March 2007

Another Appellate Bench Asks Florida Supreme Court to Decide Viability of False Light Invasion of Privacy

Holland & Knight Newsletter
Timothy J. Conner

A second Florida appeals court has expressed skepticism about the viability of the false light cause of action and has asked the state supreme court to definitively decide if the Sunshine State will recognize that claim.

In the latest decision, Rapp v. Jews for Jesus, Inc., the Florida Fourth District Court of Appeal said that “[w]ere we writing on a blank slate, we would be inclined to side with those courts rejecting the false light cause of action.” The court nonetheless held that, in light of precedent in that appellate district, it was bound to permit a false light plaintiff’s claim to move forward.

As with the earlier decision of another appellate district in Florida that reversed a large verdict against a newspaper, the court in Rapp certified a question to the Florida Supreme Court as one of “great public importance.” The intermediate appeals court framed the question: “Does Florida recognize the tort of false light invasion of privacy, and if so, are the elements of the tort set forth in section 652E of Restatement (Second) of Torts?” The state supreme court may now accept or decline to exercise jurisdiction and hear the case.

Rapp v. Jews for Jesus, Inc. arose out of statements published on the Web site and in the newsletter of the Jews for Jesus organization. Plaintiff Edith Rapp is the stepmother of an employee of the organization. In an article about visiting his father before that man’s death, Rapp’s stepson wrote:

On this visit, whenever I talked to my father, my stepmother, Edie (also Jewish), was always close by, listening quietly. Finally, one morning Edie began to ask me questions about Jesus. I explained how G-d gave us Y’Shua (Jesus) as the final sacrifice for our atonement, and showed her the parallels with the Passover Lamb. She began to cry, and when I asked her if she would like to ask G-d for forgiveness for her sins and receive Y’Shua she said yes! My stepmother repeated the sinner’s prayer with me – praise G-d! Pray for Edie’s faith to grow and be strengthened. And please pray for my father Marty’s salvation.

Edith Rapp denied the events described in the article. Her lawsuit, brought under claims of false light, defamation and intentional infliction of emotional distress, alleged that Jews for Jesus falsely portrayed her as a convert from Judaism. The trial court in Palm Beach County dismissed the complaint for failure to state a cause of action.

On appeal, the court upheld the dismissal with respect to defamation and intentional infliction of emotional distress. The article was not defamatory, the court held, because the intended audience – Jews for Jesus members – “would have viewed the information in a positive light” and the message therefore was “neither derogatory nor hateful.” The emotional distress claims likewise failed because, the appeals court found, the statement “occurred in a praise report primarily intended for the eyes of like-minded individuals who would view the subject matter in a positive light.”

The Fourth District, however, reversed the trial and reinstated the plaintiff’s false light invasion of privacy claim. Noting that the Florida Supreme Court “has never expressly held that a cause of action for false light invasion of privacy is cognizable in Florida courts[,]” the Fourth District held that both the state supreme court and its own prior decisions have “tacitly recognized this cause of action.”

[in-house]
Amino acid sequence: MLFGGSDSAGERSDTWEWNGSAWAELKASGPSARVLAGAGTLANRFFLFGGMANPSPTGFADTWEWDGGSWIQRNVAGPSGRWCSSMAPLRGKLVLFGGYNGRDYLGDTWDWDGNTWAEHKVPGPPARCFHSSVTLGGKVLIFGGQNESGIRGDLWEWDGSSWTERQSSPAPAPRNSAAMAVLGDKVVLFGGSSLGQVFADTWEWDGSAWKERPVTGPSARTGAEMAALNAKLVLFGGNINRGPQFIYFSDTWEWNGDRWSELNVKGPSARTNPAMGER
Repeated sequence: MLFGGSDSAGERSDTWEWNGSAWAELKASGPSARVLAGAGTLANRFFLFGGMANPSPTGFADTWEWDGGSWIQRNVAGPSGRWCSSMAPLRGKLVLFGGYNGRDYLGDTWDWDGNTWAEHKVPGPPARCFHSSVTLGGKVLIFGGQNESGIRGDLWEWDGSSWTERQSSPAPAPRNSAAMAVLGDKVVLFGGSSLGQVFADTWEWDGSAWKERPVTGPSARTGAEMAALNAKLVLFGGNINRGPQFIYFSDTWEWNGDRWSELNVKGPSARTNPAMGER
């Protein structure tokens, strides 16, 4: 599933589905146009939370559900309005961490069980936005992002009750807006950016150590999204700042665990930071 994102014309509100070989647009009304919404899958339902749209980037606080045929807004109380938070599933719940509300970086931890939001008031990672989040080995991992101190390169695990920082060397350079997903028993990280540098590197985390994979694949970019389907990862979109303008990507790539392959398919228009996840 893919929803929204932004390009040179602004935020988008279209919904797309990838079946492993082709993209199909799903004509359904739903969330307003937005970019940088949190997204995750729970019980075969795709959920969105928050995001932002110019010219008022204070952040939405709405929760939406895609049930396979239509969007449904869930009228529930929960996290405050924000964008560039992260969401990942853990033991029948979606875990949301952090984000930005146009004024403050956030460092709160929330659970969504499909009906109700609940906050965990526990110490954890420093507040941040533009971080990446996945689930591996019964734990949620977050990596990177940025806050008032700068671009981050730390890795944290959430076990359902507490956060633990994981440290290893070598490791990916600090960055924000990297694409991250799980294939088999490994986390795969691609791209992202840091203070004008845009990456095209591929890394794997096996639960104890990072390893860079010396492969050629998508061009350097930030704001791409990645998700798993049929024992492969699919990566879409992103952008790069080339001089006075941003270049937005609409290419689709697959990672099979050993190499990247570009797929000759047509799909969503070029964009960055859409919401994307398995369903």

The appeals court noted the “scholarly review” given by another Florida intermediate appeals court that overturned an $18 million false light verdict against Gannett’s Pensacola News Journal. That court concluded the plaintiff’s false light claim was no different from a libel action, applied Florida’s two-year libel statute of limitations and held the false light claim was time-barred. The First District also expressed doubts about the existence of a cause of action for invasion of privacy based on a false light theory, and – as with its sister court’s decision in Rapp – certified the question to the Florida Supreme Court.

Finding that it was bound by precedent, the Fourth District applied the traditional false light elements to Rapp’s claim, noting that a false light claim may be premised on a statement that is not defamatory. The court recited an illustration in the Restatement that suggests misrepresenting another person as a Republican where they are a Democrat would present a viable false light claim. The court concluded: “Difference of religion causes at least as many quarrels than difference of politics; therefore public misrepresentation of a person’s religious beliefs, involving conduct more extreme [than misrepresenting political affiliation] falls within the … definition of the tort.” The court remanded the Rapp v. Jews for Jesus false light claim.

In light of two appellate courts asking the Florida Supreme Court to review these issues – and a third decision, in 2001 in Florida’s Second District Court of Appeal, that allowed a false light claim against CBS’s “60 Minutes” show after expiration of the defamation statute of limitations – it would seem likely that the Florida Supreme Court will take up the certified questions sometime next year.

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